There are actually over 600 commandments in God’s law, the most familiar being the ten Moses brought down on stone tablets from Mount Sinai. Those Ten Commandments are: (1) have no other gods; (2) make no graven images; (3) don’t take God’s name in vain; (4) keep the Sabbath holy; (5) honor your parents; (6) don’t murder; (7) don’t commit adultery; (8) don’t steal; (9) don’t bear false witness; and (10) don’t covet your neighbor’s things. Two other commandments from the Moses’ story that become very, very important are love God, and love your neighbor as yourself. The Ten Commandments were kept in the Ark of the Covenant a sacred container stored in a sacred tent called the Tabernacle.
After forty years of wandering the Hebrews reached a place where they could see the Promised Land, but Moses and his generation die before they get there.
Joshua then leads the new generation to the Promised Land. Joshua was a great leader. When he died the Hebrews return to making not so good and even evil choices.
Over the years they’re led by fifteen tribe-like chiefs known as judges. The most famous are Gideon, Deborah, Sampson and Samuel. The judges help defend and unite the semi-nomadic tribes, trying in varying degrees of success to keep God at the forefront.
Eventually the Hebrews decide to settle down and they ask Samuel (the last judge) to let them have a king. Samuel resists wanting God to be their only king, but eventually with God’s approval Samuel anoints Saul as the first Hebrew king.
During Saul’s reign one of his musicians, a young shepherd named David armed only with a sling-shot defeats in a winner-take-all fight Goliath, a mighty giant. Later David becomes king and sets into place plans for a permanent “tabernacle,” a temple in Jerusalem to house the Ark of the Covenant and to worship God.
David doesn’t build the Temple, but he does well, that is until he covets Bathsheba and has her husband killed in order to marry her. After those evil choices David’s reign experiences turmoil, including civil war with his son Absalom. David eventually wins the civil war, but deeply laments Absalom’s death.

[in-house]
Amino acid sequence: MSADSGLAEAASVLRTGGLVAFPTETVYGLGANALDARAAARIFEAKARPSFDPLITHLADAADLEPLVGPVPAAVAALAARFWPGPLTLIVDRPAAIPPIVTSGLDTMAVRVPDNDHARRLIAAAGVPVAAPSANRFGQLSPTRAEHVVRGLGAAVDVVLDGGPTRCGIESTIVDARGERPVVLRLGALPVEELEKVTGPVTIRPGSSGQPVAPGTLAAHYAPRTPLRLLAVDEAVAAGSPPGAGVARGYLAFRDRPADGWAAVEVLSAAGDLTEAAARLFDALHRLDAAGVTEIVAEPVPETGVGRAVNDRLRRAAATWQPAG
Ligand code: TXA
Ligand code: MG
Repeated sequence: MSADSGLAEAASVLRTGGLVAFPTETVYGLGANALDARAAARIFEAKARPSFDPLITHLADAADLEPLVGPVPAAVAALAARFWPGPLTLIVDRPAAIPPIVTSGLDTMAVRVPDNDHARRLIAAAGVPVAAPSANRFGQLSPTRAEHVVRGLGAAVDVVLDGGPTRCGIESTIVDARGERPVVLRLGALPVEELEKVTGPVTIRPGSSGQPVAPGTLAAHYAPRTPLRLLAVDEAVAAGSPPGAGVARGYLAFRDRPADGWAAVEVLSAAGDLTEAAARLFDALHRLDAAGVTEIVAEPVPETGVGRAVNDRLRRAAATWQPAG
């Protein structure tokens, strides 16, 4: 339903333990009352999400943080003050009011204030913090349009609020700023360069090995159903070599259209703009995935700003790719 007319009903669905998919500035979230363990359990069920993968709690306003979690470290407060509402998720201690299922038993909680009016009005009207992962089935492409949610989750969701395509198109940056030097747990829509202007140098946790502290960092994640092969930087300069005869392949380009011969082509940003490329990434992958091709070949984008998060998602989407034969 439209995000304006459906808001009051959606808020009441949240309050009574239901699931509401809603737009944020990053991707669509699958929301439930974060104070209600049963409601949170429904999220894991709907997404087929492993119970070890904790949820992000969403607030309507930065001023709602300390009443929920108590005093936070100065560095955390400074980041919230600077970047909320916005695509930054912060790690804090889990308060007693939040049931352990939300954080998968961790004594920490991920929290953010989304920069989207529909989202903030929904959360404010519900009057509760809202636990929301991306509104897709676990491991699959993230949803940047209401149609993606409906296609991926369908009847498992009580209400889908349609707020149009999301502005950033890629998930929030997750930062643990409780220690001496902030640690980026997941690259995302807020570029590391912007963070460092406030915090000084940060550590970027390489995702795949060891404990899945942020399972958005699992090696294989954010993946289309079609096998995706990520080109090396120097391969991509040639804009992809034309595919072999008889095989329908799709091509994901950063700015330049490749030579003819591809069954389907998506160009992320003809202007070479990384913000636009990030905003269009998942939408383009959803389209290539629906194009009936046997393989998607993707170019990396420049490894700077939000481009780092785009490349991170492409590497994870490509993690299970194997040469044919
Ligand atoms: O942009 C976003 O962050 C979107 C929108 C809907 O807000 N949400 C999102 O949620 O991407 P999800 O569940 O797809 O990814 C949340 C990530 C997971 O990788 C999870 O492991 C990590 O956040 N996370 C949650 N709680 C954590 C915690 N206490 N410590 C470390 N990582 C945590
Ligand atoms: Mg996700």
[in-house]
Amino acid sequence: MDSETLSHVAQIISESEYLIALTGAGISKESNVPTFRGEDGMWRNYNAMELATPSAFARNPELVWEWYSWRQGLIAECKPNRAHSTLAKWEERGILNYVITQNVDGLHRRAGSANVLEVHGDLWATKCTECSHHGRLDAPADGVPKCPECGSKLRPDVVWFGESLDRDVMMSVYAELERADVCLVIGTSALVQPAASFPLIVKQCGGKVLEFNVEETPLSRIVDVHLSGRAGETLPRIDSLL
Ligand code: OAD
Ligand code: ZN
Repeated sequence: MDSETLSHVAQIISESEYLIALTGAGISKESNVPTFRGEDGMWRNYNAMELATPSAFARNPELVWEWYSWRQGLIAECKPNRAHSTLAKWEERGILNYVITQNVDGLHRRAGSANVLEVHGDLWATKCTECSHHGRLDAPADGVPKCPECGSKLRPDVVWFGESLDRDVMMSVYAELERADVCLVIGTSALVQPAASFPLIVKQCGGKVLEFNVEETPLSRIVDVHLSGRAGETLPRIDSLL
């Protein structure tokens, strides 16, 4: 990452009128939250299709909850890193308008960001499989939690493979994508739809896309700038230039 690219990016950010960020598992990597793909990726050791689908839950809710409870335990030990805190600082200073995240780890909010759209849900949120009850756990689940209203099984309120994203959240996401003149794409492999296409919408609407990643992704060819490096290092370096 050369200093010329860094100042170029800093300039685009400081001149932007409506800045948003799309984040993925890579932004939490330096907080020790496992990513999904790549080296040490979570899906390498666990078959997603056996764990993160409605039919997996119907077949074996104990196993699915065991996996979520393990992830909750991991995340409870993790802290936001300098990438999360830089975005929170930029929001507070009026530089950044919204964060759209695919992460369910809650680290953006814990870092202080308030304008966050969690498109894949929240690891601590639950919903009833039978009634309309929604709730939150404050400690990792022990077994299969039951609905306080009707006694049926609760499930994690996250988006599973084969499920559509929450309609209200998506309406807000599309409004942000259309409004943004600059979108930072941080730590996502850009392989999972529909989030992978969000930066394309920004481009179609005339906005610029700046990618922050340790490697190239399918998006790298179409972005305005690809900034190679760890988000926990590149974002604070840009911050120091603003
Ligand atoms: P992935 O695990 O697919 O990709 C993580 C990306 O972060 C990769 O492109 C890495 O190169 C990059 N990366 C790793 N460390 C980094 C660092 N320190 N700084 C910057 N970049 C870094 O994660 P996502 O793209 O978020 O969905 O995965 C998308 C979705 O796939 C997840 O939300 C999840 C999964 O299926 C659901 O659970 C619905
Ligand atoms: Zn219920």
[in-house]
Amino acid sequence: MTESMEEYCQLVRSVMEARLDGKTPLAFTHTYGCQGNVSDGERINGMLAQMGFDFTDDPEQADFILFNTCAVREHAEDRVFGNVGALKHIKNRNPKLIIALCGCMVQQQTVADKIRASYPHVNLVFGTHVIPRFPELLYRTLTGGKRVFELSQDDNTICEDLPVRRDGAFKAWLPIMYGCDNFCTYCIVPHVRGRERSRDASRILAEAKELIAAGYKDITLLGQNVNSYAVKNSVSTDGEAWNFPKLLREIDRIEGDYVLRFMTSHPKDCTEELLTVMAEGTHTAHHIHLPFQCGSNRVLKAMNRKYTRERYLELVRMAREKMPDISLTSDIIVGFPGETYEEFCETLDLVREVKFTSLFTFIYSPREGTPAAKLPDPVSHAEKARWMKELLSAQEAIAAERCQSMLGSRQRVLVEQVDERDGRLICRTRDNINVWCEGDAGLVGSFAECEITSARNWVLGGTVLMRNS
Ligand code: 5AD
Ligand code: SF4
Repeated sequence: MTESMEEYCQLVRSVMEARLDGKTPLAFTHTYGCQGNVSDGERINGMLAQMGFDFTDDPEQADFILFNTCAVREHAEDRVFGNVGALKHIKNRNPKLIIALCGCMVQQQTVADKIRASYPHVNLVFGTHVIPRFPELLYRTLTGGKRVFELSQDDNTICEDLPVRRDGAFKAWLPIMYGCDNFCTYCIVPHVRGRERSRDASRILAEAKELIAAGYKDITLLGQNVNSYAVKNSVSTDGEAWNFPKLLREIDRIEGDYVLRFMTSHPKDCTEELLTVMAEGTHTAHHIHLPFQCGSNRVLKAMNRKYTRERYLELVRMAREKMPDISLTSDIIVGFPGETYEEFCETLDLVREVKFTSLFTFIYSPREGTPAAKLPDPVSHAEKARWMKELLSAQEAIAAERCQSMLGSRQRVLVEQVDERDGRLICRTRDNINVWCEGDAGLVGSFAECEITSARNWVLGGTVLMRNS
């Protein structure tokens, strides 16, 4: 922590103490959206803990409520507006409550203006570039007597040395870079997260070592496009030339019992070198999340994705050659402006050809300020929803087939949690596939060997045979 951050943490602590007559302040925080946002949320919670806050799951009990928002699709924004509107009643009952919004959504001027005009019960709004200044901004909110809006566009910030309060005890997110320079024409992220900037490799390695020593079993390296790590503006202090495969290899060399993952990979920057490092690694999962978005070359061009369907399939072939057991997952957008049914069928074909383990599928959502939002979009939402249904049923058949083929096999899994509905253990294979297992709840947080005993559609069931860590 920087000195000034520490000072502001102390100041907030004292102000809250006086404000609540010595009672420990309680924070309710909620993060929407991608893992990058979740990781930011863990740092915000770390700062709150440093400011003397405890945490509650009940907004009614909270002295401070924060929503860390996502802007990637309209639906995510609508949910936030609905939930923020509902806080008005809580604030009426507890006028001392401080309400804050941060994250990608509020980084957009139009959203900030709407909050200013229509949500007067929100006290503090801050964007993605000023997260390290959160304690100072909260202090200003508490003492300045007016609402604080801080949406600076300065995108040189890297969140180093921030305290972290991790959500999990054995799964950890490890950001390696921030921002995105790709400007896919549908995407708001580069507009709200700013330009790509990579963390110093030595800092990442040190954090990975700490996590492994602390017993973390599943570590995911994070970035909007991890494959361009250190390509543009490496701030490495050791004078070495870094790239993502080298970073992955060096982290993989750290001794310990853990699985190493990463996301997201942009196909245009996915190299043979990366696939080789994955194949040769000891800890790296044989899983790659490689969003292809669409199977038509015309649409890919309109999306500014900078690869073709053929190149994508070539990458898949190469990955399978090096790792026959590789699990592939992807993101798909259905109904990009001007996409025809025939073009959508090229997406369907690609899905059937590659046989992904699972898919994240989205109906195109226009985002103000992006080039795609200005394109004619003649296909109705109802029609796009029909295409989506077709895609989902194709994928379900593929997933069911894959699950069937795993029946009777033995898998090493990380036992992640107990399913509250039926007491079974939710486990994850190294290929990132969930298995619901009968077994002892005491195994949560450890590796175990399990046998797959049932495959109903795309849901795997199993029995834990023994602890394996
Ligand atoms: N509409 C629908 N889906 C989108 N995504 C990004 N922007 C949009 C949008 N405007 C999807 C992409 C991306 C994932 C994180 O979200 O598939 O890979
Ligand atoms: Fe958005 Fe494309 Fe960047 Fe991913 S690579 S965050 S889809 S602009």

When David dies another of his sons, Solomon, becomes king. Solomon builds the Temple and it becomes the center of worship for Judaism. But, Solomon fails to follow God’s way of justice and care. His reigns is marked by oppressive acts and the worshiping of other gods. The kingdom is in so much turmoil that after Solomon dies it splits in two, the north becomes known as Israel and the south, Judah.
In 721 B.C. the northern kingdom of Israel is conquered by Assyria. The southern kingdom of Judah (which includes Jerusalem) continues on until it is conquered and the Temple’s destroyed by Babylon in 586 B.C. Most of the elite are then exiled to Babylon. The conquering of God’s people, the exile and the destruction of the Temple shakes the faith of the Hebrews to its very core.
There had been prophets who spoke truth to power throughout Hebrew history. They called and called to leaders to worship God alone and to care for creation and people, most especially the oppressed, the alien, the poor and the needy. Some of the greatest words in the Bible come from the prophets. Amos prophesied that God wants caring actions not empty worship and songs. It’s Amos who says “let justice roll down like waters, and righteousness like an ever-flowing stream.”
In one of this community’s most beloved verses, the prophet Micah also admonished that God doesn’t want empty ritual and offerings noting “He has told you, O mortal, what is good; and what does the LORD require of you but to do justice, and to love kindness, and to walk humbly with your God?”
Isaiah famously prophesied that when people turn to God then God “shall judge between the nations, and shall arbitrate for many peoples; they shall beat their swords into plowshares, and their spears into pruning hooks; nation shall not lift up sword against nation, neither shall they learn war any more.”
Isaiah also has probably the most famous prophesy of the coming of a Messiah to save God’s people.
In light of the prophets and the earth shattering reality of the Babylonian conquest of their country the Hebrew people are led to understand and experience God in a new way.
Babylon is eventually defeated by Persia and the exiles are allowed to return home, and rebuild the Temple. During and after the Exile Bible stories and texts are heavily influenced and edited by a priestly group of writers who understood that the exile created serious concerns for God’s people.
God’s people sensed being barren, without heirs, being crowded out, being subservient, and being dominated by other nations. So the priests address these concerns with a theology summed up in the creation story at Genesis 1:28 (quote): “God blessed them, and God said to them: ‘Be fruitful and multiply, and fill the earth and subdue it and have dominion.'” (end quote) 2 That verse addresses the concerns arising from the Exile: “be fruitful” refutes barrenness; “multiply” refutes heirlessness; “fill the earth” refutes crowdedness; “subdue” refutes subserviency; and “having dominion” refutes domination. 3
Out of the Exile experience comes an understanding–the re-imagining– of God, as one who sides with the oppressed and calls people to hope. And God is understood to be in charge in ways earthly kings never are.